If that is what he actually said, it would be shocking, but that is not what he said. He did say that, if examined, many, maybe even most marriages could be found to be invalid. I wrote that here several years ago. If people go into a marriage with deficient intent, it is not valid. There are many causes for invalidation – and most have come about because we have lived in a culture for several generations where the proper disposition for a valid marriage have not been taught well in the Church and where cultural assumptions have been hostile to it.

      Now, you may go into a marriage that is validly and sacramentally celebrated, but if your intent is flawed…for example, you think marriage is a hope for the best sort of thing and if it doesn’t work out, you can get divorced. Your intent is flawed in a way that would invalidate the marriage if it was examined. People can marry with deficient intent, but over time, develop the proper intent. In that case, if it was sacramentally celebrated, it becomes valid with the rectitude of intention. But if the intent never changes, the marriage is not valid.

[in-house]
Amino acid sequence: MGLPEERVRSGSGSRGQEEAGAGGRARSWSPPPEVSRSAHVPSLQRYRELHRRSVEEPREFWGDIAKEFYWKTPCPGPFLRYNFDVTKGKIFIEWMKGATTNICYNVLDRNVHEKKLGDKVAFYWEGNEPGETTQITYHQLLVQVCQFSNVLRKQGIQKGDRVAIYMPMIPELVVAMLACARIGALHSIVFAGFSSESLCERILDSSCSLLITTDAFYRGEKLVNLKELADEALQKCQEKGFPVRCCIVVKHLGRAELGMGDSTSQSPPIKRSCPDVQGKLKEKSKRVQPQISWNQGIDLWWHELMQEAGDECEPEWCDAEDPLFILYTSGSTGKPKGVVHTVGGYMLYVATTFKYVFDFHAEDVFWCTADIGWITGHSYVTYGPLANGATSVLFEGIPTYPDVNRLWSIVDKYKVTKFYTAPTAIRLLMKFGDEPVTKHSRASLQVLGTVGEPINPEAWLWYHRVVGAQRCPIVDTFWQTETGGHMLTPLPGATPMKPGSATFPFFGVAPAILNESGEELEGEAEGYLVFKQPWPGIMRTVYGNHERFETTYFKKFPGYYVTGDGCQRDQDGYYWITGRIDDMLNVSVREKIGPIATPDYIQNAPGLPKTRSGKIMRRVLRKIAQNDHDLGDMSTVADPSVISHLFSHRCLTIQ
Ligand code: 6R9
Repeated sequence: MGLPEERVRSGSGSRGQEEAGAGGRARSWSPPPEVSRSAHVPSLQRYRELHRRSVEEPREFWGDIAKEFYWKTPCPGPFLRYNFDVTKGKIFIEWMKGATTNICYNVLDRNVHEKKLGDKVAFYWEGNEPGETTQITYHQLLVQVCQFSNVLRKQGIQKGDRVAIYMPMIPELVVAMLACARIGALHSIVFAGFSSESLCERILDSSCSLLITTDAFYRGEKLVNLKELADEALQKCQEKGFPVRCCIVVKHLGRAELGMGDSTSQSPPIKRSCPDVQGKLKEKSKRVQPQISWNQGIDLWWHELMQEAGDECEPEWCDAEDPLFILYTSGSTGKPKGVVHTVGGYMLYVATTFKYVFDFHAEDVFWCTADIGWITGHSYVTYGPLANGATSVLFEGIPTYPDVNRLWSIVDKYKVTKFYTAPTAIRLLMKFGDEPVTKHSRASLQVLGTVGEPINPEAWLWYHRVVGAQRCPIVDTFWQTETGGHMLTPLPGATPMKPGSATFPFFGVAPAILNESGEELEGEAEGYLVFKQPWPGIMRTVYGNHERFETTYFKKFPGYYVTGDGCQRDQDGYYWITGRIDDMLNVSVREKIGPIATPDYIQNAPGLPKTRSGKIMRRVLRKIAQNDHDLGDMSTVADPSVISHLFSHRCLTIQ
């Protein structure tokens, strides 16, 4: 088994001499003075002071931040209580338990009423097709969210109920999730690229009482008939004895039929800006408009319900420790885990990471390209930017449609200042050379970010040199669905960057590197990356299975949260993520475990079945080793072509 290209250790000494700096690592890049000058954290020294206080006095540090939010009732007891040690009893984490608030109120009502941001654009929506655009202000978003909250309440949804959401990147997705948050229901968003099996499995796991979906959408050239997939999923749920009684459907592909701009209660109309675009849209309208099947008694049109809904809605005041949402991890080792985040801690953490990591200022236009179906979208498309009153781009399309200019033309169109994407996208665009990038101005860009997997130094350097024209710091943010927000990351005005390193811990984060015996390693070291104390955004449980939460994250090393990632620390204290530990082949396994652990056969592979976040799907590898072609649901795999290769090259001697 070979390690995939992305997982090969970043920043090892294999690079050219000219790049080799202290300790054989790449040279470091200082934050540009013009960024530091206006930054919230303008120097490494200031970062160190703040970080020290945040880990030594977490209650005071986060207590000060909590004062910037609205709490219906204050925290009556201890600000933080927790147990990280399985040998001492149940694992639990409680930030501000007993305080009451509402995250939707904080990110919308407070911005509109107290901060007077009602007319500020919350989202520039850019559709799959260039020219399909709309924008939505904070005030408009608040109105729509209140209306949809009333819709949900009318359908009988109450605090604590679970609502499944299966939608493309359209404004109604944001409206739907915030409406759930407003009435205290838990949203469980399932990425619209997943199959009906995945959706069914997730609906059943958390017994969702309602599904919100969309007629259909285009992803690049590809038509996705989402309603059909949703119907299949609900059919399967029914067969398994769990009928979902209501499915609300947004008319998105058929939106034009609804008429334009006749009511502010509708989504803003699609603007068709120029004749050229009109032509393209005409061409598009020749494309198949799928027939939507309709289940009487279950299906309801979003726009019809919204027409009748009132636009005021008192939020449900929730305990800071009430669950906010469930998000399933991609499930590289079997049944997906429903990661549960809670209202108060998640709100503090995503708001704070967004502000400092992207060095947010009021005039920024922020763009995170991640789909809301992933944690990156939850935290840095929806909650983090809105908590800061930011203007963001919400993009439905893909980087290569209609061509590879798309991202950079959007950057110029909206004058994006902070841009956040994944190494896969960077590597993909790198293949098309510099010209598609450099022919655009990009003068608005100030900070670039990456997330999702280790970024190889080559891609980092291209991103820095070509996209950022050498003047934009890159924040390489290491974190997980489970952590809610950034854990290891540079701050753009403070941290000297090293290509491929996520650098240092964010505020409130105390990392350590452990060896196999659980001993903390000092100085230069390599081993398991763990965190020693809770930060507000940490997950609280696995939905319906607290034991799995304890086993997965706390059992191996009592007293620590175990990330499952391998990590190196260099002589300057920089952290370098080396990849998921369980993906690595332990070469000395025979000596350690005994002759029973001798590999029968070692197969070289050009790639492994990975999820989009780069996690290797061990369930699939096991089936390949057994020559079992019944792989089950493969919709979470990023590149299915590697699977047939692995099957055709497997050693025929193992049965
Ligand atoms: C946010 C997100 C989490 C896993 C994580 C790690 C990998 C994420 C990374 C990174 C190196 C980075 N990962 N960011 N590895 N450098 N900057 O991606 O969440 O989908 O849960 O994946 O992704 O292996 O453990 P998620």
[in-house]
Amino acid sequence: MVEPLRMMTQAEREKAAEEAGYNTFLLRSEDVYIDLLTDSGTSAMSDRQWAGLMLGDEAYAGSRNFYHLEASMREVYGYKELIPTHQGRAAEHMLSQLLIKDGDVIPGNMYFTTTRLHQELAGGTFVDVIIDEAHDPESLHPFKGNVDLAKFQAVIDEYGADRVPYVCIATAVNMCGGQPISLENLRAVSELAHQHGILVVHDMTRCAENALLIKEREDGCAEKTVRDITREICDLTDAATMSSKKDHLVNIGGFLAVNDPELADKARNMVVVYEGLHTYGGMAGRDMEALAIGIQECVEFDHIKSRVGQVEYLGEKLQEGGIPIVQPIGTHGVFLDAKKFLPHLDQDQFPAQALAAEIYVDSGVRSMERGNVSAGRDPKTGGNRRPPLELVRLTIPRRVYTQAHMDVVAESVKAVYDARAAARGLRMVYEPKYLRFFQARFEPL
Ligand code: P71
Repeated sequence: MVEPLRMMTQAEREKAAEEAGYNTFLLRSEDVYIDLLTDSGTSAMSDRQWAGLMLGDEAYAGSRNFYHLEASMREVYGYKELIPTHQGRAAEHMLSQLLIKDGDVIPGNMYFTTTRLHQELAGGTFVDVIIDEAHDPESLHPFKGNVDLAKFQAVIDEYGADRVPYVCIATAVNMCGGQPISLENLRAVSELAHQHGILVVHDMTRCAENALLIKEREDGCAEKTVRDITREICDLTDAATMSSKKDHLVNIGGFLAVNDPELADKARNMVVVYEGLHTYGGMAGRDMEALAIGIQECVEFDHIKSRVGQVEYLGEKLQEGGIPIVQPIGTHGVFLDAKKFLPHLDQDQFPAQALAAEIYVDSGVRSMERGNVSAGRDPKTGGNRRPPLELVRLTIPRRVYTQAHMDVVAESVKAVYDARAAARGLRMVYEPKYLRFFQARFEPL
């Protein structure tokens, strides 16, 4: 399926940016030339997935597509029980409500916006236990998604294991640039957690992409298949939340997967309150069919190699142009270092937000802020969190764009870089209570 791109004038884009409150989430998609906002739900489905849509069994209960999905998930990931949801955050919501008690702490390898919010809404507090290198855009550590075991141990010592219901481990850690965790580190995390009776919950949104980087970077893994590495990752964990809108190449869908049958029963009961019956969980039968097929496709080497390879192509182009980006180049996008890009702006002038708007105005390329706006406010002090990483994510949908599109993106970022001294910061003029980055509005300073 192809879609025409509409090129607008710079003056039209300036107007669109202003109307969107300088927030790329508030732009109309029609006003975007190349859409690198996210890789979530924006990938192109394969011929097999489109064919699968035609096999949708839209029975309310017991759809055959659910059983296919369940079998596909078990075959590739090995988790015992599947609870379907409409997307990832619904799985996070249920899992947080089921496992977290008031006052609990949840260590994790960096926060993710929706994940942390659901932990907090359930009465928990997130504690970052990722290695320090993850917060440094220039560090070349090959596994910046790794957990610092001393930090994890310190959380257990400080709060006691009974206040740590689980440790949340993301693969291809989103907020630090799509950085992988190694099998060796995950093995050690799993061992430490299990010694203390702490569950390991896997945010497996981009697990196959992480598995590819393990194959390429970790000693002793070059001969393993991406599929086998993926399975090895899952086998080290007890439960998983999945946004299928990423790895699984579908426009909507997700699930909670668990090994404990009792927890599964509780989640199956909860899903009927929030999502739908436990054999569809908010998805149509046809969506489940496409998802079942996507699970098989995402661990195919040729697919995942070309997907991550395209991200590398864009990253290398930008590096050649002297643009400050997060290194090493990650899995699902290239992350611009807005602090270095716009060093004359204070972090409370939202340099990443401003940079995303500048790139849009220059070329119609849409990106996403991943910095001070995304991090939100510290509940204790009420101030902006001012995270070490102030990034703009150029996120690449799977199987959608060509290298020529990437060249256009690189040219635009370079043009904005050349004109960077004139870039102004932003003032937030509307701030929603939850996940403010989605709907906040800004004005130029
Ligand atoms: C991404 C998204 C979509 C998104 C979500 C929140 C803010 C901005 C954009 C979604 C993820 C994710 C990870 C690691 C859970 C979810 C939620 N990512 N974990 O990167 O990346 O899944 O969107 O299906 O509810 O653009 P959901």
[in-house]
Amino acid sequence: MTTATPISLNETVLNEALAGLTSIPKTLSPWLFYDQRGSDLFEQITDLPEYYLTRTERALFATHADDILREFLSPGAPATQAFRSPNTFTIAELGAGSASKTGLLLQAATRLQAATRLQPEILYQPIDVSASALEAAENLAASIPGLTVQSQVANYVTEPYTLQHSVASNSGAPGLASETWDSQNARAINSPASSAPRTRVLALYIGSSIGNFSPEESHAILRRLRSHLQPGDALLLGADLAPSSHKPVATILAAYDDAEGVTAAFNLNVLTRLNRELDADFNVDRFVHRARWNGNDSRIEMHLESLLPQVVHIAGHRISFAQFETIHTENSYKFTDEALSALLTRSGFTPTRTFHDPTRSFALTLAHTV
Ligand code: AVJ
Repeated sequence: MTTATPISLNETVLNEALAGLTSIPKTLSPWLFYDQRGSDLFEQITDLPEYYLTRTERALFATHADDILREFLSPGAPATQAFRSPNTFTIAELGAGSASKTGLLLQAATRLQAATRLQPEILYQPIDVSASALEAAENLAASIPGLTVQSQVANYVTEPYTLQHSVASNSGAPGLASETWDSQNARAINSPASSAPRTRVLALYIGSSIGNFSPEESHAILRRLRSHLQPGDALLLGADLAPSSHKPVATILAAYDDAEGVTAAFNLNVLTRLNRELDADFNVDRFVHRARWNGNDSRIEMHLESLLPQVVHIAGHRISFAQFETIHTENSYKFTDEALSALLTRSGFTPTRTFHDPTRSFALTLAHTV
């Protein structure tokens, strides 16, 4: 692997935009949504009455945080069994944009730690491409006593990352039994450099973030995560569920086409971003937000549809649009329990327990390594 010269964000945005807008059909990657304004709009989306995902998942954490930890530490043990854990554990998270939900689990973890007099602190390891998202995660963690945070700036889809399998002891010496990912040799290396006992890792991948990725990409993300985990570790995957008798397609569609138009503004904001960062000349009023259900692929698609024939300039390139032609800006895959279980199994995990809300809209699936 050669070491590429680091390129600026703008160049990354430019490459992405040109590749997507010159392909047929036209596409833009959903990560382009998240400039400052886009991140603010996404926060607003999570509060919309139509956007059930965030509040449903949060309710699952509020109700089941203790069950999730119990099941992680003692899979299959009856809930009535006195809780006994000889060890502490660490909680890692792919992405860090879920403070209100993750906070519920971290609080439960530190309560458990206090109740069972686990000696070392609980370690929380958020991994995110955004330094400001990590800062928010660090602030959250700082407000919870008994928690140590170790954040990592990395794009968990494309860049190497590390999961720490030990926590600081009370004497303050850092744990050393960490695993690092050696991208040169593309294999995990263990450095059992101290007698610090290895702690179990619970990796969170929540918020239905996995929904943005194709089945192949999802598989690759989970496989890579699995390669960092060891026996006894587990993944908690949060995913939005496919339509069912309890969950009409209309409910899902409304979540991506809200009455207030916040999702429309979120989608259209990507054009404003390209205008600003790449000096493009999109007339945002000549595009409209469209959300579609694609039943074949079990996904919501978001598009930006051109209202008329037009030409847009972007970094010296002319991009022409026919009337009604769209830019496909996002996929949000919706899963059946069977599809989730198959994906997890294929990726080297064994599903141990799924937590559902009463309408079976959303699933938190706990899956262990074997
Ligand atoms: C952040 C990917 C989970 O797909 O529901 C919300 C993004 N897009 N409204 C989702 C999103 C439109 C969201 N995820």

You also must mean you will live fidelity. The Pope was recognizing that two people, living a committed, faithful relationship after a long period of time, lack only the Sacrament to make it valid…which is a whole lot better than two people who celebrated sacramentally and routinely cheat on each other or treat each other as things.

      To reduce the Church’s – or the Pope’s – comments to a set of rules when the commentator has only a sophomoric (or non-existent) understanding of the qualification for validity nor any concept at all of authentic pastoral guidelines does a disservice to the Pope, the Church, and the faithful. Complicating this, the media often misquote him or badly fracture what he said in a malicious way. Further complicating it is that some in the supposedly “orthodox” blogosphere do the same – and are more culpable for they should know better…but they have come to delight in Pope-bashing, the facts and actual transcripts be damned.